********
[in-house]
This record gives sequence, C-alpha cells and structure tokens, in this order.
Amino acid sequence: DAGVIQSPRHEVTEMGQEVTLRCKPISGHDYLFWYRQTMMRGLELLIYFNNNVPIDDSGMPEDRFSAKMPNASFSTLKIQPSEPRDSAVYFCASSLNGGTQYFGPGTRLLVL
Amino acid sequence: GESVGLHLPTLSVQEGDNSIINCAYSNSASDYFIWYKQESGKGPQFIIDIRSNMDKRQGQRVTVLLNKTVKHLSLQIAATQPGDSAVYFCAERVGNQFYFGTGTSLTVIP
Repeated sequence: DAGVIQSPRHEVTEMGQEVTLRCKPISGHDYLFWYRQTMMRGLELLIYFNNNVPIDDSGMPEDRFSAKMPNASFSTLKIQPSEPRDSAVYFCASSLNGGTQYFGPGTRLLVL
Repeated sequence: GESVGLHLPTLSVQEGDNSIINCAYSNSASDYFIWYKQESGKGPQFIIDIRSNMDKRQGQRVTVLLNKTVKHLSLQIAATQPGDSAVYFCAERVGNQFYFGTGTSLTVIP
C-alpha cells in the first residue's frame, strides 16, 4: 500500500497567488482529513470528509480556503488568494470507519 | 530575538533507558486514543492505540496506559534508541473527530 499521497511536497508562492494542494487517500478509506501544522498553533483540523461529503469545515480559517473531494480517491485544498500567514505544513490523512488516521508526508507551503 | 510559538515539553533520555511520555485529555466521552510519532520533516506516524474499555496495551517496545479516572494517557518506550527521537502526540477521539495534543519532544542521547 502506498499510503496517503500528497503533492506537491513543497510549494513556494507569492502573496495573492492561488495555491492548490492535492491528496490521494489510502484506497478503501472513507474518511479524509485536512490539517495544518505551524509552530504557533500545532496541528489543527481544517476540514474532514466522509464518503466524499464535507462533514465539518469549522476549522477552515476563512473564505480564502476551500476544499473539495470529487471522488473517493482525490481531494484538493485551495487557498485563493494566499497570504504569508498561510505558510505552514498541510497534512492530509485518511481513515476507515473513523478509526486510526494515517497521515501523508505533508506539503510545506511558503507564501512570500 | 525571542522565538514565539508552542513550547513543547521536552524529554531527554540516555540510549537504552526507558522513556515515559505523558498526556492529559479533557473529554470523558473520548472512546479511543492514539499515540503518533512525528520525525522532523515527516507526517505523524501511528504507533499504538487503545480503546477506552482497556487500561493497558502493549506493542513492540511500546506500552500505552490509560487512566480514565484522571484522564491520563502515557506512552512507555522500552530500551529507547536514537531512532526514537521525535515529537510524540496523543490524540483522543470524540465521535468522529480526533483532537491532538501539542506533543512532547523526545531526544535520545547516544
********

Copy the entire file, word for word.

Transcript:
[in-house]
This record gives sequence, C-alpha cells and structure tokens, in this order.
Amino acid sequence: DAGVIQSPRHEVTEMGQEVTLRCKPISGHDYLFWYRQTMMRGLELLIYFNNNVPIDDSGMPEDRFSAKMPNASFSTLKIQPSEPRDSAVYFCASSLNGGTQYFGPGTRLLVL
Amino acid sequence: GESVGLHLPTLSVQEGDNSIINCAYSNSASDYFIWYKQESGKGPQFIIDIRSNMDKRQGQRVTVLLNKTVKHLSLQIAATQPGDSAVYFCAERVGNQFYFGTGTSLTVIP
Repeated sequence: DAGVIQSPRHEVTEMGQEVTLRCKPISGHDYLFWYRQTMMRGLELLIYFNNNVPIDDSGMPEDRFSAKMPNASFSTLKIQPSEPRDSAVYFCASSLNGGTQYFGPGTRLLVL
Repeated sequence: GESVGLHLPTLSVQEGDNSIINCAYSNSASDYFIWYKQESGKGPQFIIDIRSNMDKRQGQRVTVLLNKTVKHLSLQIAATQPGDSAVYFCAERVGNQFYFGTGTSLTVIP
C-alpha cells in the first residue's frame, strides 16, 4: 500500500497567488482529513470528509480556503488568494470507519 | 530575538533507558486514543492505540496506559534508541473527530 499521497511536497508562492494542494487517500478509506501544522498553533483540523461529503469545515480559517473531494480517491485544498500567514505544513490523512488516521508526508507551503 | 510559538515539553533520555511520555485529555466521552510519532520533516506516524474499555496495551517496545479516572494517557518506550527521537502526540477521539495534543519532544542521547 502506498499510503496517503500528497503533492506537491513543497510549494513556494507569492502573496495573492492561488495555491492548490492535492491528496490521494489510502484506497478503501472513507474518511479524509485536512490539517495544518505551524509552530504557533500545532496541528489543527481544517476540514474532514466522509464518503466524499464535507462533514465539518469549522476549522477552515476563512473564505480564502476551500476544499473539495470529487471522488473517493482525490481531494484538493485551495487557498485563493494566499497570504504569508498561510505558510505552514498541510497534512492530509485518511481513515476507515473513523478509526486510526494515517497521515501523508505533508506539503510545506511558503507564501512570500 | 525571542522565538514565539508552542513550547513543547521536552524529554531527554540516555540510549537504552526507558522513556515515559505523558498526556492529559479533557473529554470523558473520548472512546479511543492514539499515540503518533512525528520525525522532523515527516507526517505523524501511528504507533499504538487503545480503546477506552482497556487500561493497558502493549506493542513492540511500546506500552500505552490509560487512566480514565484522571484522564491520563502515557506512552512507555522500552530500551529507547536514537531512532526514537521525535515529537510524540496523543490524540483522543470524540465521535468522529480526533483532537491532538501539542506533543512532547523526545531526544535520545547516544